大约 1 个星期
大约 1 个星期
This course is intended for budding full-stack web developers to master the basics of HTTP, the protocol that underlies all web technology.
In this course, you'll explore HTTP directly, talking with web servers and browsers by hand. You'll write and deploy low-level web applications in Python. And you'll learn more about how HTTP connects with other web technologies.
HTTP is the language of the web. Learning how it works is an essential step to becoming a web developer. It's also incredibly handy for any developer, given the omnipresence of HTTP today.
This course focuses on the backend side of web technology, and at a relatively low level. By writing code that speaks HTTP directly, you will gain a greater understanding of how each piece of the web puzzle fits together.
This course is intended for students with a working knowledge of Python, HTML, and the Unix shell. A Mac, Windows, or Linux computer is required.
In this course, you will run commands on your computer using a Unix-like shell environment (command line). A basic familiarity with the terminal, working with files and command-line programs, and the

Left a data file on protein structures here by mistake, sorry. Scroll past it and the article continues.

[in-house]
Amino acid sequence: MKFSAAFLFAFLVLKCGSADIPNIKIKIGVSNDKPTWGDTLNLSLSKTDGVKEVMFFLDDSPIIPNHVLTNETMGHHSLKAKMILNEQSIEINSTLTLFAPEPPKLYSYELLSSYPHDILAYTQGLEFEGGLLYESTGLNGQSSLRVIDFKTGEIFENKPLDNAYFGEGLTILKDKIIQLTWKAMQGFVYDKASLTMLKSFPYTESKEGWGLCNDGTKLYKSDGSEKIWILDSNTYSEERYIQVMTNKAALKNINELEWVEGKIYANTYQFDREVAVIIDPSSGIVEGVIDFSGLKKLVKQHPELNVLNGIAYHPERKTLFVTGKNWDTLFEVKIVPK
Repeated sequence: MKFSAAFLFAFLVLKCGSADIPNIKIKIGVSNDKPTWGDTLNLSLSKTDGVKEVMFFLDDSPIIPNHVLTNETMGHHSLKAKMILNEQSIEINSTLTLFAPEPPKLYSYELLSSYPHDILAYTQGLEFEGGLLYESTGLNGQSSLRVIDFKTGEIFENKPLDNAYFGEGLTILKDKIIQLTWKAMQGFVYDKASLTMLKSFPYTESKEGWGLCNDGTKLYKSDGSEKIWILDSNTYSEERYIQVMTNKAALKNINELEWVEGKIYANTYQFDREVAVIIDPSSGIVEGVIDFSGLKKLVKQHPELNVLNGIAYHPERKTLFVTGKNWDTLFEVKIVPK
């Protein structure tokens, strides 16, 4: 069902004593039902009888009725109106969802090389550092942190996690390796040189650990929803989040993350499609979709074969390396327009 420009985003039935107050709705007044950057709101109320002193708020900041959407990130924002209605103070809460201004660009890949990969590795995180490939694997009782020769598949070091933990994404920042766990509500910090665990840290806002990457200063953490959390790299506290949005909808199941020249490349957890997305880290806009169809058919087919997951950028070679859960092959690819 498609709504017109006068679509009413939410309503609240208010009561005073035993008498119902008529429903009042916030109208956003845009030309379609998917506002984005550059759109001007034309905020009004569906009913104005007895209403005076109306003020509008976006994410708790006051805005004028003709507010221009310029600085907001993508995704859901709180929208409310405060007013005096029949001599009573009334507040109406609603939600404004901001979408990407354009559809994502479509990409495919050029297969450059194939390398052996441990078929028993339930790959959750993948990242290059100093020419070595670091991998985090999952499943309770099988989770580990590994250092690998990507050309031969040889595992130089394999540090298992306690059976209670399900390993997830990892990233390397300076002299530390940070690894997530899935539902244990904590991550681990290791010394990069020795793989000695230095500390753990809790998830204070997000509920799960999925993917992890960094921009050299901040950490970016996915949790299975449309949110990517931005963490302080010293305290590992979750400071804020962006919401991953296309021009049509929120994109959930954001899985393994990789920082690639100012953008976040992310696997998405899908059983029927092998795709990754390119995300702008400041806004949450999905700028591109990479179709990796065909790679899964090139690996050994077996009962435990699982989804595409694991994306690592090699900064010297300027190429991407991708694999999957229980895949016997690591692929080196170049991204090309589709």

git version control software will be very useful.
This course does not use a virtual machine (VM). You will be installing and writing software on your own computer. You will need a text editor and the ability to install software.
Elements of this course require communicating with web services including Github and Heroku.
Lesson 1: Requests & Responses
In this lesson, you'll explore HTTP by running a web server on your own computer, then by interacting with servers and browsers from the command line. You'll discover HTTP requests and responses, headers, status codes, and other features of the protocol.
Lesson 2: The Web from Python
In this lesson, you'll write code that speaks HTTP both as a server and a client. You'll build Python code that accepts HTML form submissions, accesses web services, and constructs formatted responses.
Lesson 3: HTTP in the Real World
In this lesson, you'll connect your knowledge of HTTP basics with the rest of the world. You'll deploy services you've written so that other people can see them. You'll investigate web server capacity, cookies, security, and new developments in the protocol.